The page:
• Jul 8th 2010 at 4:40PM
  • 27
Tesla has, if nothing else, crafted a unique automobile in the Roadster. It's electric, very attractive and highly desirable. Up next, assuming all goes according to plan (a rather big assumption, granted), the Model S sedan will be equally special in the global automotive marketplace.

Such machines deserve an equally unique buying experience and the Silicon Valley firm has hired former Apple and Gap Executive George Blankenship to turn that idea into reality as Vice President of Design and Store Development.

Blankenship will go right to work, with his initial projects said to include opening Tesla Stores in Tokyo, Toronto and Washington, DC. For his part, Blankenship sounds ready to take on the project, saying:
Joining Tesla allows me to work with some of the boldest and brightest people on the planet while changing the world for the better. I'm excited to create a retail experience that is as thrilling as my first drive of the Tesla Roadster.
Judging from his past efforts, we are expecting big things from Tesla's retail developments... and it sounds like Elon Musk got a head start on his wish to make his Tesla Stores "a cross between an Apple Store, a Starbucks and a good kitchen."

[Source: Tesla]
Show full PR text
Tesla Hires Apple, Gap Veteran to Revolutionize Car Buying Experience George Blankenship to Build Tesla's Global Store Network in Advance of the Model S

PALO ALTO, CA – Tesla Motors today announced that it has hired former Apple and Gap Executive George Blankenship as Vice President of Design and Store Development. Blankenship will build Tesla's retail strategy and network.

Blankenship, 57, brings thirty years of international retail and real estate experience to Tesla. Best known as the architect of Apple's brand building retail strategy that raised the bar for customer experience in retail stores, Blankenship joins Tesla most recently from Microsoft. As Apple's Vice President of Real Estate, he created one of the most successful retail growth strategies in history. Apple has repeatedly been recognized by Fortune Magazine as America's Best Retailer. Blankenship brings that experience to Tesla. Through his work creating Apple stores around the world, Blankenship defined and executed an International "Smart Growth Hit List" that encompassed major cities in Asia, Europe and North America. As Vice President for Real Estate Strategy for Gap, Inc., Blankenship managed the growth of over 250 stores per year worldwide while establishing an energy-efficient, environmentally forward-thinking retail growth process.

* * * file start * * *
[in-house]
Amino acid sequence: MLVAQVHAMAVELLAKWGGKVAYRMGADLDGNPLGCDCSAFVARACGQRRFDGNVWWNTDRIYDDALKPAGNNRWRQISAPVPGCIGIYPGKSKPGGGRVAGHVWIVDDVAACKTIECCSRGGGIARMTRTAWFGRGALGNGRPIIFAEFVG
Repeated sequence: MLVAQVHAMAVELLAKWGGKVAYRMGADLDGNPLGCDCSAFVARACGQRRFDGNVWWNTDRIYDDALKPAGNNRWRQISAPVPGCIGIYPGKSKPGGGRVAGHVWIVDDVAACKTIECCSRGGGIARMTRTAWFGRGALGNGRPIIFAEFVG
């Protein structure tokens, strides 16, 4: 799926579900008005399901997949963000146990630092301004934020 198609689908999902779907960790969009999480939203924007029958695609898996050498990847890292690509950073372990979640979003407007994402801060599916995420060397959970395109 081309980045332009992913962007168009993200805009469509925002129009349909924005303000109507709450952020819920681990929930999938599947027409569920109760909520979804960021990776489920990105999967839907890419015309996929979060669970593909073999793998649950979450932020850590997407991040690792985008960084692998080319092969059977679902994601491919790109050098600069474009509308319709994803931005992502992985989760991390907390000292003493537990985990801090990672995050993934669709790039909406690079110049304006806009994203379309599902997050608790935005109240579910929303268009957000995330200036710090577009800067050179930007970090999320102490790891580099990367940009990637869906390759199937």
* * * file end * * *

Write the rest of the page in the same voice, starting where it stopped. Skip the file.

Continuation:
"George has a record of building customer-focused stores that revolutionize their industries, and he does it on time and on budget. There is simply no one better, he is the ideal candidate for Tesla," said Tesla CEO Elon Musk. "With George's leadership, I have no doubt Tesla will have the best retail experience in the auto industry as we continue to grow and prepare to launch the Model S."

Tesla is revolutionizing the auto purchasing experience. Unlike traditional car dealerships, Tesla stores are designed to be stylish and inviting. Blankenship will build a long-term retail development plan to give customers the opportunity to purchase cars and learn about Tesla technology. Blankenship's initial projects will include opening Tesla stores in Tokyo, Japan, Toronto, Canada, and Washington, DC.

"Joining Tesla allows me to work with some of the boldest and brightest people on the planet while changing the world for the better, " said Blankenship. "I'm excited to create a retail experience that is as thrilling as my first drive of the Tesla Roadster."

Tesla stores are also the service hub for Tesla Rangers, the mobile service program that provides house-calls for service. The innovative program gives customers peace of mind no matter where they live. Tesla Rangers travel to customer homes or offices for services including annual inspections and firmware upgrades.

About Tesla

Tesla's goal is to produce increasingly affordable electric cars to mainstream buyers – relentlessly driving down the cost of EVs. Palo Alto, CA-based Tesla has delivered more than 1200 Roadsters to customers in North America, Europe and Asia. Tesla designs and manufactures EVs and EV powertrain components. It is currently the only automaker in the U.S. that builds and sells highway-capable EVs in serial production. The Tesla Roadster accelerates faster than most sports cars yet produces no emissions. Tesla Service Rangers make house calls to service Roadsters.